Monday, September 12, 2016

Grand Pre- A UNESCO World Heritage Site

In 2011, when I started this long road trip one of my goals was to reach this very spot...

Designated as the first Rural Historic District of national significance, Grand Pre was placed on Canada's list for UNESCO World Heritage Sites.  

Located on the edge of an expansive "grand pre" (large meadow),  Grand Pre National Historic Site of Canada is of national significance for the tumultuous and tragic history it witnessed.  It is the Acadians most cherished historic site.
Here the Acadian French established their settlements to take advantage of the potentially fertile salt marshes.  For some 70 years before their forcible removal in 1755, the Acadians collectively transformed the extensive salt marshes into the Grand Pre.  

The landscape of Grand Pre was created in the 1600s, by the Acadians in a coastal zone where tides  are among the highest in the world.  They used traditional techniques of dykes, aboiteaux and a drainage network, as well as a community-based management system still in use today. Once dyked and rainwater had washed out the salt from the rich soil deposited by the Bay of Fundy tides, the area became extremely fertile.

The expulsion of the Acadians began  on the eve of the Seven Years' War.  Frustrated with the neutrality of Acadians who refused to swear an unconditional oath of allegiance to the Crown, British forces began the 'grand derangement.' Over the next eight years, more than 10,000 Acadians were dispersed throughout the American colonies, England and France.    

This is my take on the history:

When the British took control of these lands in the mid-1700s,  many of the Acadians signed the loyalty oath but the British still did not believe in their loyalty or their vow to be neutral in any conflict with France.  This suspicion eventually led to the deportation.   

 I believe the resentment caused by the deportation helped incite France into joining the American colonies in their Independence Revolution from England.  Without the aid of the French it is doubtful the colonies would have ever gained their Independence.

This statue of Evangeline, heroine of Longfellow's epic poem, "Evangeline: A Tale of Acadie", is a powerful, emotive symbol of the deportation.  It connects the story of Evangeline to the history of Grand-Pre. (and the Cajuns of Louisiana)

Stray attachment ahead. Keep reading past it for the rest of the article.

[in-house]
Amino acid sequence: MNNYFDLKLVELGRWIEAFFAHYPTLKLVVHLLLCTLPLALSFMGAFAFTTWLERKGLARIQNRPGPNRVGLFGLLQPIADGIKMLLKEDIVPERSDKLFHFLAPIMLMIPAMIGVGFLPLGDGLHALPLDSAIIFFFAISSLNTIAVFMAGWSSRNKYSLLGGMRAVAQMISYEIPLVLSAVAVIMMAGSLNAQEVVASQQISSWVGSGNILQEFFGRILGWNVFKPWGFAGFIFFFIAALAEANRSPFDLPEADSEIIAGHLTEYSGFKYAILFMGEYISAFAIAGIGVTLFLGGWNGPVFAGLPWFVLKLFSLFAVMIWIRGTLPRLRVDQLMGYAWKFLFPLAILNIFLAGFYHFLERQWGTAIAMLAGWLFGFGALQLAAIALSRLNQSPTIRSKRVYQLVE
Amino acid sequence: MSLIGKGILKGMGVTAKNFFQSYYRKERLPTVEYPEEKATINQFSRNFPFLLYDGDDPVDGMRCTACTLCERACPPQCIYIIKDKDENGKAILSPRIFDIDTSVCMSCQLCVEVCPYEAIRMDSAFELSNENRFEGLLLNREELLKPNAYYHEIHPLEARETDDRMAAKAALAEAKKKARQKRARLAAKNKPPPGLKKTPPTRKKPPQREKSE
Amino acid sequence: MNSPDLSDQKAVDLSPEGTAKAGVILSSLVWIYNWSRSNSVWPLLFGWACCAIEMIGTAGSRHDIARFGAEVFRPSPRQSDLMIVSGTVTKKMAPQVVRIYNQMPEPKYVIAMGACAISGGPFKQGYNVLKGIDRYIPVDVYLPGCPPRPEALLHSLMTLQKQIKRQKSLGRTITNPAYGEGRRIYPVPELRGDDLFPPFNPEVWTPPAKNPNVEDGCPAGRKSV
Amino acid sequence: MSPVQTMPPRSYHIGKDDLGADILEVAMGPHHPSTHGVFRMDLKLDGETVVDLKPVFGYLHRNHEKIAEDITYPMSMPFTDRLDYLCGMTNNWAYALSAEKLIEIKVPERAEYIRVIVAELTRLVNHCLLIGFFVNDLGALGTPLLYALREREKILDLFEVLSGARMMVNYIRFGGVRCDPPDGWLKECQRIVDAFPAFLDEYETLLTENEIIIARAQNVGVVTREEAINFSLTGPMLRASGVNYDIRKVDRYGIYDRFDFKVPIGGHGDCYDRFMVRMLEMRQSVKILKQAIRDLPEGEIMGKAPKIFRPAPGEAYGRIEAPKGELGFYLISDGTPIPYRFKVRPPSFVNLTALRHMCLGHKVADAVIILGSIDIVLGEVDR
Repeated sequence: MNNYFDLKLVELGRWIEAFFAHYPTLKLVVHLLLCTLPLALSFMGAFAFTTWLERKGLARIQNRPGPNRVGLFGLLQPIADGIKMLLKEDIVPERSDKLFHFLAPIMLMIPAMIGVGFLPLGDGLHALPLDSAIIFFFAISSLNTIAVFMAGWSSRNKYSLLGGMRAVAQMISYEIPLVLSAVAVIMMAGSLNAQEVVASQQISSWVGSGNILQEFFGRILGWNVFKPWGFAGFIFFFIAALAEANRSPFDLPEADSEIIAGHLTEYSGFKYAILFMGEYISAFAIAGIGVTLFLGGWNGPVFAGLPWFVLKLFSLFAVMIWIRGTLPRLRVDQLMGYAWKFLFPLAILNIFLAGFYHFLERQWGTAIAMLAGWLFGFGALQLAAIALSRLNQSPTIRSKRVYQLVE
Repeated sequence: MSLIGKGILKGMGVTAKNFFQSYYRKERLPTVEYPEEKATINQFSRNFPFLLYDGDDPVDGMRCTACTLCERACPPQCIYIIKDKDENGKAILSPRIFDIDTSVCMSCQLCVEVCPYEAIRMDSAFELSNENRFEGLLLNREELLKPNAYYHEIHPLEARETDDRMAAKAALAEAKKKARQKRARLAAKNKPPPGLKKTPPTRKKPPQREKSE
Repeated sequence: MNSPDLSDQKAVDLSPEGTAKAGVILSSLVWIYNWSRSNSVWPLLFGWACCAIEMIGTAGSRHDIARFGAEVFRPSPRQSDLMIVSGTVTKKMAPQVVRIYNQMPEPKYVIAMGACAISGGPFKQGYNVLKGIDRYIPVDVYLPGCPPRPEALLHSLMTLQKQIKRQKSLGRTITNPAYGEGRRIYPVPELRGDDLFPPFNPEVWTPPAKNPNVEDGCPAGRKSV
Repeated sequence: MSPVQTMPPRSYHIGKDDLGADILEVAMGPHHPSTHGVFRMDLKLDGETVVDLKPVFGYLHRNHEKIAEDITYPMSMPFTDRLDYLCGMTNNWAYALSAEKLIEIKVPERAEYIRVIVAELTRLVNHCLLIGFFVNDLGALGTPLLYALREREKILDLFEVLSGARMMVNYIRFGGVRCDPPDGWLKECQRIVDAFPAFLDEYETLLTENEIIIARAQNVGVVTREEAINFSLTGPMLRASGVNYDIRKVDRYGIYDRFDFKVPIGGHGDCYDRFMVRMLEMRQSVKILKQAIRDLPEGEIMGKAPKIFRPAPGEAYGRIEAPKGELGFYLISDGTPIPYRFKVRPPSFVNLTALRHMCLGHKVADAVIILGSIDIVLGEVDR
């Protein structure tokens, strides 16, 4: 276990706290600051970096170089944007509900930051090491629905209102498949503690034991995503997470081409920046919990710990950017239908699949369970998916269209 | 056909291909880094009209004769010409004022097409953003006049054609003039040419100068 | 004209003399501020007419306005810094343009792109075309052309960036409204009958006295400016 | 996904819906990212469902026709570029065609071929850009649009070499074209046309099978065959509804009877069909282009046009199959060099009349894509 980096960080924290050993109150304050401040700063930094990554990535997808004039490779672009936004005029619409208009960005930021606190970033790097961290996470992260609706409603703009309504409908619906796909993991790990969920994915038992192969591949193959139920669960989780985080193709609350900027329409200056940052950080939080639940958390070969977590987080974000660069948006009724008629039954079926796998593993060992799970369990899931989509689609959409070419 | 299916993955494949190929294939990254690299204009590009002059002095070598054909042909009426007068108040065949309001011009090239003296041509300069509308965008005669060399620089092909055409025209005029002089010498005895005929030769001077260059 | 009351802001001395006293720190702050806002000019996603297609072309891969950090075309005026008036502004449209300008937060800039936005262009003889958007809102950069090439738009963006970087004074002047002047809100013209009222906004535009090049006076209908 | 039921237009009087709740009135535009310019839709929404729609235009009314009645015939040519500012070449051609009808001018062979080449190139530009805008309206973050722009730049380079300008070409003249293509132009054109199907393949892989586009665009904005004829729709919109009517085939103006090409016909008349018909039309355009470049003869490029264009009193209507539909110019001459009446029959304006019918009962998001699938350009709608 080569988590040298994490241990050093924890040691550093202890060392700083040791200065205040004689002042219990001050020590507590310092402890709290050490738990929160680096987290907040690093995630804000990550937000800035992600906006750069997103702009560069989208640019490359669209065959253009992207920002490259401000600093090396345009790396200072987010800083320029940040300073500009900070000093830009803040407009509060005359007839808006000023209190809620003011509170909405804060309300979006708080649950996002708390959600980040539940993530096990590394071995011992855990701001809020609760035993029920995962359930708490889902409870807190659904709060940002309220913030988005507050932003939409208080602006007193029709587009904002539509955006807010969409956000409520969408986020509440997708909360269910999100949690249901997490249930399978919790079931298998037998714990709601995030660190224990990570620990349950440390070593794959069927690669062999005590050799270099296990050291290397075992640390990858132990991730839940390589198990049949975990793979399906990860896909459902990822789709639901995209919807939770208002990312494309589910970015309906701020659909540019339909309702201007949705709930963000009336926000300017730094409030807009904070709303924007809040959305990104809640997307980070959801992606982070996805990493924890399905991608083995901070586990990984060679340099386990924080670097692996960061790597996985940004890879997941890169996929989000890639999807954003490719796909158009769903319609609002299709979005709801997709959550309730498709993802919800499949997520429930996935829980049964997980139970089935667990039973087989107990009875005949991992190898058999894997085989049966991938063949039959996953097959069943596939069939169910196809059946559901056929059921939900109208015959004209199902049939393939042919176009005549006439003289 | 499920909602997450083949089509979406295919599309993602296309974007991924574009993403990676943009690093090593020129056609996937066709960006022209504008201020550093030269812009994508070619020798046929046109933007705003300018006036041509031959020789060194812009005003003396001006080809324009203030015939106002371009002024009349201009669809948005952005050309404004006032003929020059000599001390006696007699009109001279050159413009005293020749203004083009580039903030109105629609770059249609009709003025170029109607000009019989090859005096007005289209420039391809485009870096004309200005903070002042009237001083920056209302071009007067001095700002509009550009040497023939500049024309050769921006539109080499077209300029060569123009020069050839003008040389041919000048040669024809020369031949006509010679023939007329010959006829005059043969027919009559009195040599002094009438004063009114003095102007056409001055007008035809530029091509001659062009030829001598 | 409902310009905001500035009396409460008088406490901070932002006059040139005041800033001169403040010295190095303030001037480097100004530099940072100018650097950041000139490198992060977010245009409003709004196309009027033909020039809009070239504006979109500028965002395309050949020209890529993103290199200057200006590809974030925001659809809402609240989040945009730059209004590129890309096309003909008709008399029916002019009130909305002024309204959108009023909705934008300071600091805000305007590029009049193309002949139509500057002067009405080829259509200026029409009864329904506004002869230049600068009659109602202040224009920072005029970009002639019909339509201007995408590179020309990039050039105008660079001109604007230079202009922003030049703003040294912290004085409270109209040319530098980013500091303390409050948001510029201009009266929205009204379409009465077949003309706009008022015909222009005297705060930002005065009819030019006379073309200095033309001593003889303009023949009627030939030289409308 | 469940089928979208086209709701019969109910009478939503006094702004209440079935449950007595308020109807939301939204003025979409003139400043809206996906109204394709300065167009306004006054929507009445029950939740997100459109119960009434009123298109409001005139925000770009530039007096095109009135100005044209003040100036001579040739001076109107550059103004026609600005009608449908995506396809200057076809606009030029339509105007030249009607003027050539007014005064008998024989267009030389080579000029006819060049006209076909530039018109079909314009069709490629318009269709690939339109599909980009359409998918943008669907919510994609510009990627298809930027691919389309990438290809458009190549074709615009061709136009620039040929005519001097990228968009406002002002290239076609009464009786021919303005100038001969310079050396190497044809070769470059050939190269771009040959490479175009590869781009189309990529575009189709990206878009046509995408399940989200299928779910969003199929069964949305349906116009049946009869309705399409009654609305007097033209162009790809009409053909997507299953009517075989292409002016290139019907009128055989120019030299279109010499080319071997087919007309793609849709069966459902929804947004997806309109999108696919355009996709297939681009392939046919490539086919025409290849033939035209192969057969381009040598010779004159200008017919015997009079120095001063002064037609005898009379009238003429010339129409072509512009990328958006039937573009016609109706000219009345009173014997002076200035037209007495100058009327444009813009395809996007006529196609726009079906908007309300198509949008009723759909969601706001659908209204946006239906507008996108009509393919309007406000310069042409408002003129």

For me, growing up in Louisiana meant the required reading of Longfellow's great epic poem, "Evangeline, A Tale of Acadie".  The Cajun (Acadian) folk of Louisiana look to this poem as a sacred chronicle of their own history.  


"Where is the thatch-roofed village, the home of Acadian farmers, 
Men whose lives glided on like rivers that water the woodlands, 
Darkened by shadows of earth, but reflecting an image of heaven?
Waste are those pleasant farms, and the farmers for ever departed!
Scattered like dust and leaves, when the mighty blasts of October 
Seize them, and whirl them aloft, and sprinkle them far o'er the oceans;
Naught but tradition remains of the beautiful village of Grand Pre."

"Fair was she to behold, that maiden of seventeen summers.
Black were her eyes like the berry that grows on the thorn by the wayside, 
Black, yet how softly they gleamed beneath the brown shade of her tresses."

This Cross marks the site of the Acadian cemetery of the Grand-Pre parish.  The stones for the cross came from the remains of the foundations found in the area.  

 The Acadians had occupied the land along the Bay of Fundy for over 100 years.  The British burned the settlements to discourage the Acadians from returning.  The Acadians were scattered mostly among the American colonies however being French and Roman Catholic they were not welcomed among the English. Many went to France and others to the French colony in New Orleans.  


Evangeline and her true love, Gabriel, were separated during the deportation and the long epic poem describes the trials and tribulations they and the Acadians endured over the next 1/2 century.

1807 - 1882
"Evangeline," his poignant tale of the Acadian lovers of Grand Pre has enshrined in the hearts of the world the tragic memory of the expulsion two centuries ago.

When Longfellow published his poem in 1817, it generated enormous interest in the Acadians and the Deportation.  The success of the poem helped create the Grand-Pre National Historic site of Canada.

"Still stands the forest primeval; but far away from its shadow, 
Side by side in their nameless graves, the lovers are sleeping."


Items in Italics are from the literature at the center in Grand Pre.

Items in bold Italics are from Longfellow's poem, 'Evangeline'.

1 comment:

  1. Some heart wrenching history, thanks for more background about the Acadians.